Ornamental Grasses for Containers

Top Ornamental Grasses for Growing in Containers

Potted grass plant
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As grasses become garden staples, they are also finding their way into more and more containers. Growing ornamental grasses in containers is a great way to feature grasses without the worry of them spreading or taking over the garden. Container grown ornamental grasses are also much easier to divide.

The downside is that when growing grasses in containers, their hardiness is raised by about 2 zones.

An ornamental grass hardy to Zone 5, when planted in the ground, will probably only survive to Zone 7 in a pot. The actual hardiness of ornamental grasses grown in containers depends upon the location and material of the container, the very variable weather fluctuations of the winter months, and how well you winterize them. However, you can always treat ornamental grasses in containers as annuals.

Caring for ornamental grasses in containers is basically the same as any other outdoor potted plant. They will need regular water, but most are not as thirsty as flowering plants. Your grasses will also need feeding with a high nitrogen fertilizer a couple of times during the summer. Other than that, the major maintenance will be dividing them. Grasses will quickly outgrow their containers and may crack through them, if not removed, divided and repotted. But as I mentioned above, it's a lot easier to slip a grass out of a container than it is to dig one up.

You will also need to cut your grasses back each spring.

Here are my top ten picks for ornamental grasses grown in containers.

  1. Blue Lyme Grass (Leymus arenarius) Leymus can spread too quickly in a garden bed. Planted in a container you still get the imposing sword-shaped leaves that bend as they grow tall and the spiky flower heads. Zones 4 - 9*
  1. Blue Oat Grass (Helichtrichon sempervivens) Containers of Helichtrichon bring a cooling blue-gray to the garden as well as a gentle rustling sound and reach-out-and-touch texture. Zones 4 - 9*
  2. Red/Purple Fountain Grass (Pennisetum setaceum 'Rubrum') Fountain grass is a natural for containers, filling the pot with its arching habit. The rich, burgundy color of 'Rubrum' has made it a favorite even where it's an annual. Zones 9 - 10*. Others to try include:  Pennisetum 'Burgundy Giant' and Pennisetum orientale (Oriental fountain grass, Zones 7 - 9*)
  3. Japanese Forest Grass (Hakonechloa macra 'Aureola'). It seems everyone wants Hakone grass once they see it. If you don't have the moist, partially shaded conditions it thrives in, try growing it in a pot. Zones 5 - 9*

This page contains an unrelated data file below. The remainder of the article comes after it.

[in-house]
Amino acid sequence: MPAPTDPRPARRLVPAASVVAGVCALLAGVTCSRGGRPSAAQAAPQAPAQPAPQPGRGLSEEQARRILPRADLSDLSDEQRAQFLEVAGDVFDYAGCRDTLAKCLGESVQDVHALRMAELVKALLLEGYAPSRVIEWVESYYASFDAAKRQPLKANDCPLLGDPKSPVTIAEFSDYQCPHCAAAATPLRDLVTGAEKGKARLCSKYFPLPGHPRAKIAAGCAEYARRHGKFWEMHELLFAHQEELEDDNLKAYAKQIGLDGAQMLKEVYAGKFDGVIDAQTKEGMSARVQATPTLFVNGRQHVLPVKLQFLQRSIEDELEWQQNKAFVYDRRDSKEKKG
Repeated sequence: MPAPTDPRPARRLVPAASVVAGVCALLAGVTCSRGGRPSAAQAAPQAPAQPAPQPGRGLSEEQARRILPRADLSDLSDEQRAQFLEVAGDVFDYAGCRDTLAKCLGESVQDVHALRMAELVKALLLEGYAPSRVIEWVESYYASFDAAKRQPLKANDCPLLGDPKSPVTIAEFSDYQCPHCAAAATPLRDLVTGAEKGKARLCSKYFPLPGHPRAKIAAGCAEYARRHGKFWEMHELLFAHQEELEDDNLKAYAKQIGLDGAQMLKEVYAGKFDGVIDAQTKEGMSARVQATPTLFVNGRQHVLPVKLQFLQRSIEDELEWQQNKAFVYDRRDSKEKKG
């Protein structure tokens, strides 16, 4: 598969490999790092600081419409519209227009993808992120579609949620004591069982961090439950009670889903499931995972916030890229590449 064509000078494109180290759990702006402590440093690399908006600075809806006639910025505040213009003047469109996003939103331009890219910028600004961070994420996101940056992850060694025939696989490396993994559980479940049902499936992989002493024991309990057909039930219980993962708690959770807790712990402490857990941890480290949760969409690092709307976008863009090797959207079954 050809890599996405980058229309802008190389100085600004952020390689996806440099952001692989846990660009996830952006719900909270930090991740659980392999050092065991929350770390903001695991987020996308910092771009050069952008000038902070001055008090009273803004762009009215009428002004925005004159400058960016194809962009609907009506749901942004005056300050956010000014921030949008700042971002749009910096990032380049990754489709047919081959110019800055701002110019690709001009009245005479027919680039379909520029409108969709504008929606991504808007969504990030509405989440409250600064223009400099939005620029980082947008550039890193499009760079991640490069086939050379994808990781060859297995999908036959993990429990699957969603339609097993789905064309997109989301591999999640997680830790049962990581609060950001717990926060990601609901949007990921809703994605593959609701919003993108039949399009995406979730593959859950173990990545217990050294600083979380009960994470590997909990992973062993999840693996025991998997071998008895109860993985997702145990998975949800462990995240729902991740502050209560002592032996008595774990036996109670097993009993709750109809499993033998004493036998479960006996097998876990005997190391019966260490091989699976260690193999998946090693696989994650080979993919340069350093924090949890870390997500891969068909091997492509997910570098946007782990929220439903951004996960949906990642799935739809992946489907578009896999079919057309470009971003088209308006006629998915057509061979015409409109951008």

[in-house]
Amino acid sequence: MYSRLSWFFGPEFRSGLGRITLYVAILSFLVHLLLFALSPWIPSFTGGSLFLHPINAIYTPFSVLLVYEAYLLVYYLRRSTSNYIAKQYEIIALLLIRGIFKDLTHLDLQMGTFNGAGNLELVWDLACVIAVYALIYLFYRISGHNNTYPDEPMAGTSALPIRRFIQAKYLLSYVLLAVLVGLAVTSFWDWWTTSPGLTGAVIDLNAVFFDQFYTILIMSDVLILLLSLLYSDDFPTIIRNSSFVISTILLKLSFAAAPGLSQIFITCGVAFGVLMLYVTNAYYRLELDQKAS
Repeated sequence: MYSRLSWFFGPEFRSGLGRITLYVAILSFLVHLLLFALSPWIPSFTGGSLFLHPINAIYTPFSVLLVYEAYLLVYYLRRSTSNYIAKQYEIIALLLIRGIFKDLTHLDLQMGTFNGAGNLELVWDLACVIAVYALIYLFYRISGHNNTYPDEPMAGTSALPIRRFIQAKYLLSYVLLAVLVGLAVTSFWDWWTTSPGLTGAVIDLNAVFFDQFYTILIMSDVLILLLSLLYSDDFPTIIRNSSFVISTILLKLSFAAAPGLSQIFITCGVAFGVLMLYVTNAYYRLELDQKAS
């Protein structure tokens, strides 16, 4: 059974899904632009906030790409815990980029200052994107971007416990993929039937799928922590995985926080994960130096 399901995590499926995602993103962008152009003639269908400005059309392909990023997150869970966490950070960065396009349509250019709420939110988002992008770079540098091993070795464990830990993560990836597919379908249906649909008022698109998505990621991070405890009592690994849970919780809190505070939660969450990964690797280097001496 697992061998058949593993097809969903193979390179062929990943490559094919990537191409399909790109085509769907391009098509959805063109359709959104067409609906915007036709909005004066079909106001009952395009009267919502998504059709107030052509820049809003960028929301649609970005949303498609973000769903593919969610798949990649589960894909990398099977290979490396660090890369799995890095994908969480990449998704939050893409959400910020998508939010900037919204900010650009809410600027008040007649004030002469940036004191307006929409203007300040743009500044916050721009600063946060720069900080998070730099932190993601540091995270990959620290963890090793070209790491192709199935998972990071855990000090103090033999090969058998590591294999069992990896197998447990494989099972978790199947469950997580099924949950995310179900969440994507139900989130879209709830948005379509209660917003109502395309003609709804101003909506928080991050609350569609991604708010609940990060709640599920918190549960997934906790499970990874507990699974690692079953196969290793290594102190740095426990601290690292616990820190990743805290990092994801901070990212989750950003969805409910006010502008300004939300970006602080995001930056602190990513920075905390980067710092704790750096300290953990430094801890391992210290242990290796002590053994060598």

4. Bamboo Muhly (Muhlenbergia dumosa) This southwest native, got the name 'Bamboo Muhly' because of it's notched stems and feathery, bamboo-like foliage. It thrives in sun and heat and can take a bit of neglect in a container. Zones 8 - 11*
  5. Feather Reed Grass (Calamagrostis x acutiflora 'Karl Foerster'). Karl has wonderful, tall flower plumes that create an eye catching focal point when grown in a container. Although feather reed grass needs a bit of protection from the hot sun, it can survive winters in containers down to zone 6. Zones 5 - 9*
  1. Leather Leaf Sedge (Carex buchananii). Sedges are not real grasses but I mention this one here because they don't get the notice they deserve. They can get lost in a crowded garden, but grown in containers, their bronze tinged leaves gleam in the sun while the narrow blades pick up the slightest breeze. Zones 6 - 9*
  2. Japanese Silver Grass (Miscanthus sinensis 'Morning Light'). One of the most popularly grown grasses does just as well in containers. The airy growth habit has a softening effect and the white on the leaf margins brightens. Other good choices include: Miscanthus sinensis 'Variegatus', Miscanthus sinensis.  'Autumn Morning' and Miscanthus sinensis.condensatus 'Cosmopolitan'. Zones 4 - 9*
  3. Japanese Sweet Flag (Acorus gramineus 'Ogon'). Sometimes a container calls for something short. At a foot or less, Sweet Flag adds beautiful gold color and the familiar sweet scent. Needs water and some shade when grown in a container. Zones 10 - 11*
  1. New Zealand Flax (Phormium tenax and hybrids). Phormiums are frequently used and seldom recognized. For spiky, sword-like form and a variety of colors, including greens, reds, copper and yellow, they are perhaps the most versatile container grass-like plant to design with. Zones 9 - 10*

* Zones listed here are for ground grown plants.